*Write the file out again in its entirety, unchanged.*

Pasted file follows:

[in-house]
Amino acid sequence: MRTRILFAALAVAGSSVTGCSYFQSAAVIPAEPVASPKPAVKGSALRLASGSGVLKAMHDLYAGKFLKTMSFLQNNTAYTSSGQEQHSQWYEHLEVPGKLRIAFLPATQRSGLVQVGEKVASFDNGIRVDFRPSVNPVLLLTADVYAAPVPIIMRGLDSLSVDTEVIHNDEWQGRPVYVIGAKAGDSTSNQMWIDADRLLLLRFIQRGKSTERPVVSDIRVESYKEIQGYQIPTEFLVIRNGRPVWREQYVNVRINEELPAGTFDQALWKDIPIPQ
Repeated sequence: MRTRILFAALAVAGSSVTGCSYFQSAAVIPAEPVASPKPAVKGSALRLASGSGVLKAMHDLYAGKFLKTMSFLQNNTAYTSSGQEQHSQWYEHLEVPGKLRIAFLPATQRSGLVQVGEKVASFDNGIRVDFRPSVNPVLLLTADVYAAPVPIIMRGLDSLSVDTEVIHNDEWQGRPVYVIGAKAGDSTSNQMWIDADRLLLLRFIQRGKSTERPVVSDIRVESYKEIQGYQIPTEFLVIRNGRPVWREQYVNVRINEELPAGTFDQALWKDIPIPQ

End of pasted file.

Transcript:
[in-house]
Amino acid sequence: MRTRILFAALAVAGSSVTGCSYFQSAAVIPAEPVASPKPAVKGSALRLASGSGVLKAMHDLYAGKFLKTMSFLQNNTAYTSSGQEQHSQWYEHLEVPGKLRIAFLPATQRSGLVQVGEKVASFDNGIRVDFRPSVNPVLLLTADVYAAPVPIIMRGLDSLSVDTEVIHNDEWQGRPVYVIGAKAGDSTSNQMWIDADRLLLLRFIQRGKSTERPVVSDIRVESYKEIQGYQIPTEFLVIRNGRPVWREQYVNVRINEELPAGTFDQALWKDIPIPQ
Repeated sequence: MRTRILFAALAVAGSSVTGCSYFQSAAVIPAEPVASPKPAVKGSALRLASGSGVLKAMHDLYAGKFLKTMSFLQNNTAYTSSGQEQHSQWYEHLEVPGKLRIAFLPATQRSGLVQVGEKVASFDNGIRVDFRPSVNPVLLLTADVYAAPVPIIMRGLDSLSVDTEVIHNDEWQGRPVYVIGAKAGDSTSNQMWIDADRLLLLRFIQRGKSTERPVVSDIRVESYKEIQGYQIPTEFLVIRNGRPVWREQYVNVRINEELPAGTFDQALWKDIPIPQ